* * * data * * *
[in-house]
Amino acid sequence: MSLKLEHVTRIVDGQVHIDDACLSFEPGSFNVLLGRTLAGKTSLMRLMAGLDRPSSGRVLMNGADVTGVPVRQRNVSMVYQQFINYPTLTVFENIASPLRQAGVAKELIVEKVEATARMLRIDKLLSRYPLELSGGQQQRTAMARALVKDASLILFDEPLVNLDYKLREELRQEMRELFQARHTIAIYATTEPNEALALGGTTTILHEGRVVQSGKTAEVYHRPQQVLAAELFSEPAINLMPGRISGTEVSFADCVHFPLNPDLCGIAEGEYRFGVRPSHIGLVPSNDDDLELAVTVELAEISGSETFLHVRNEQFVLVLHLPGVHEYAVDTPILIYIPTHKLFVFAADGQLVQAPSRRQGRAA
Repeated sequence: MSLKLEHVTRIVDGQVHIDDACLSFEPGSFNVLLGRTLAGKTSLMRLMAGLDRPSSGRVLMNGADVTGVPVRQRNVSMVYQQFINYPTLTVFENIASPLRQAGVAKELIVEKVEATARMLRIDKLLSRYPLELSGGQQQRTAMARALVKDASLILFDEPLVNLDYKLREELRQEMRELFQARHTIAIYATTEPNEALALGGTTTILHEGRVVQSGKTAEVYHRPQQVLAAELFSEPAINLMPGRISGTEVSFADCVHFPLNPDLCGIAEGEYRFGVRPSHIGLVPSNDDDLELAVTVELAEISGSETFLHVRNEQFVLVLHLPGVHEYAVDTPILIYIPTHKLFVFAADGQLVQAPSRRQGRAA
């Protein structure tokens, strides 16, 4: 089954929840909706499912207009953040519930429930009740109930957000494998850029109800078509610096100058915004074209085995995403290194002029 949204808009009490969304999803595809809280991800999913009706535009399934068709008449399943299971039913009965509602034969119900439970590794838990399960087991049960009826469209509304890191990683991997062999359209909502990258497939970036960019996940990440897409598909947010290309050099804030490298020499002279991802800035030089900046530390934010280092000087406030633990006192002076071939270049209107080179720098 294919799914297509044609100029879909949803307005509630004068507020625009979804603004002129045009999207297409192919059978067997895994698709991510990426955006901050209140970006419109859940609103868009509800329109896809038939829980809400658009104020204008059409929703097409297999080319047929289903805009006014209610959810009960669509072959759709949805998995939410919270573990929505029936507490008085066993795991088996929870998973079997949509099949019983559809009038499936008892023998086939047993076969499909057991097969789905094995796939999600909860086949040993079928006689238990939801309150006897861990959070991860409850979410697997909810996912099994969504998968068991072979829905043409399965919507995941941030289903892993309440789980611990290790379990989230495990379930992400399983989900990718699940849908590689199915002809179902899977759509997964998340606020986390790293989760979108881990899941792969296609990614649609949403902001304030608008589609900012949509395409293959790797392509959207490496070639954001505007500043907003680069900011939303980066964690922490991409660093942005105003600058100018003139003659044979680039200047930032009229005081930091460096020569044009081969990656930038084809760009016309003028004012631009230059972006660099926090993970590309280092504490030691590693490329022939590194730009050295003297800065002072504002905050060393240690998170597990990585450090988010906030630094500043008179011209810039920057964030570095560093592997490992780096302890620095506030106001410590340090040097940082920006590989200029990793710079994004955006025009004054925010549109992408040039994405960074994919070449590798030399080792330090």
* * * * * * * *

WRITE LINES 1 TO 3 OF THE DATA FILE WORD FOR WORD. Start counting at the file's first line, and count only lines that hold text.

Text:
[in-house]
Amino acid sequence: MSLKLEHVTRIVDGQVHIDDACLSFEPGSFNVLLGRTLAGKTSLMRLMAGLDRPSSGRVLMNGADVTGVPVRQRNVSMVYQQFINYPTLTVFENIASPLRQAGVAKELIVEKVEATARMLRIDKLLSRYPLELSGGQQQRTAMARALVKDASLILFDEPLVNLDYKLREELRQEMRELFQARHTIAIYATTEPNEALALGGTTTILHEGRVVQSGKTAEVYHRPQQVLAAELFSEPAINLMPGRISGTEVSFADCVHFPLNPDLCGIAEGEYRFGVRPSHIGLVPSNDDDLELAVTVELAEISGSETFLHVRNEQFVLVLHLPGVHEYAVDTPILIYIPTHKLFVFAADGQLVQAPSRRQGRAA
Repeated sequence: MSLKLEHVTRIVDGQVHIDDACLSFEPGSFNVLLGRTLAGKTSLMRLMAGLDRPSSGRVLMNGADVTGVPVRQRNVSMVYQQFINYPTLTVFENIASPLRQAGVAKELIVEKVEATARMLRIDKLLSRYPLELSGGQQQRTAMARALVKDASLILFDEPLVNLDYKLREELRQEMRELFQARHTIAIYATTEPNEALALGGTTTILHEGRVVQSGKTAEVYHRPQQVLAAELFSEPAINLMPGRISGTEVSFADCVHFPLNPDLCGIAEGEYRFGVRPSHIGLVPSNDDDLELAVTVELAEISGSETFLHVRNEQFVLVLHLPGVHEYAVDTPILIYIPTHKLFVFAADGQLVQAPSRRQGRAA